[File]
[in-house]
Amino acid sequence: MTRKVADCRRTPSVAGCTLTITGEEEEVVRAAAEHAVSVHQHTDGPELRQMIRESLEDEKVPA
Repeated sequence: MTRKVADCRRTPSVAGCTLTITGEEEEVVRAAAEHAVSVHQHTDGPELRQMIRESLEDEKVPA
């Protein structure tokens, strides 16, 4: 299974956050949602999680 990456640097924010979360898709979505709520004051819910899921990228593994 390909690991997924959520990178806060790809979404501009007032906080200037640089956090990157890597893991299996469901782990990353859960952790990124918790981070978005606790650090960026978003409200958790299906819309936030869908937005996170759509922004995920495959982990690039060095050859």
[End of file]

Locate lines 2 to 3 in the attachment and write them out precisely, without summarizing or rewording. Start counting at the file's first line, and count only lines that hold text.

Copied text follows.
Amino acid sequence: MTRKVADCRRTPSVAGCTLTITGEEEEVVRAAAEHAVSVHQHTDGPELRQMIRESLEDEKVPA
Repeated sequence: MTRKVADCRRTPSVAGCTLTITGEEEEVVRAAAEHAVSVHQHTDGPELRQMIRESLEDEKVPA